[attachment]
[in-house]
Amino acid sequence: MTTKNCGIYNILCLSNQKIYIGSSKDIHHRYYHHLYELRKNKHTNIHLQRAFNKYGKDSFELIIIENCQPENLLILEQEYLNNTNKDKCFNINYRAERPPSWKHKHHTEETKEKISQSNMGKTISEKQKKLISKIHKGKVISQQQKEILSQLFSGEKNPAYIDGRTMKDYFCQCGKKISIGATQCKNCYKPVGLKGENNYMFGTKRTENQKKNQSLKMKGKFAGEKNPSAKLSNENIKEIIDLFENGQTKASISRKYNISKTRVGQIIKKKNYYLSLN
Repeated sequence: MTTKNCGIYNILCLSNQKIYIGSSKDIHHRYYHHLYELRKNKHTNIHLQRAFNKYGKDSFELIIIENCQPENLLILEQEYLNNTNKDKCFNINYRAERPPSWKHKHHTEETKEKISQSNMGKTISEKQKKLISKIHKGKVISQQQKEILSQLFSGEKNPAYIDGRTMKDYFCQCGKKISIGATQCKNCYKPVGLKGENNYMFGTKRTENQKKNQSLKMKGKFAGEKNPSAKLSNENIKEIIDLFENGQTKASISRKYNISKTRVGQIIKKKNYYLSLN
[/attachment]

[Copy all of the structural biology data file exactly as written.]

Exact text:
[in-house]
Amino acid sequence: MTTKNCGIYNILCLSNQKIYIGSSKDIHHRYYHHLYELRKNKHTNIHLQRAFNKYGKDSFELIIIENCQPENLLILEQEYLNNTNKDKCFNINYRAERPPSWKHKHHTEETKEKISQSNMGKTISEKQKKLISKIHKGKVISQQQKEILSQLFSGEKNPAYIDGRTMKDYFCQCGKKISIGATQCKNCYKPVGLKGENNYMFGTKRTENQKKNQSLKMKGKFAGEKNPSAKLSNENIKEIIDLFENGQTKASISRKYNISKTRVGQIIKKKNYYLSLN
Repeated sequence: MTTKNCGIYNILCLSNQKIYIGSSKDIHHRYYHHLYELRKNKHTNIHLQRAFNKYGKDSFELIIIENCQPENLLILEQEYLNNTNKDKCFNINYRAERPPSWKHKHHTEETKEKISQSNMGKTISEKQKKLISKIHKGKVISQQQKEILSQLFSGEKNPAYIDGRTMKDYFCQCGKKISIGATQCKNCYKPVGLKGENNYMFGTKRTENQKKNQSLKMKGKFAGEKNPSAKLSNENIKEIIDLFENGQTKASISRKYNISKTRVGQIIKKKNYYLSLN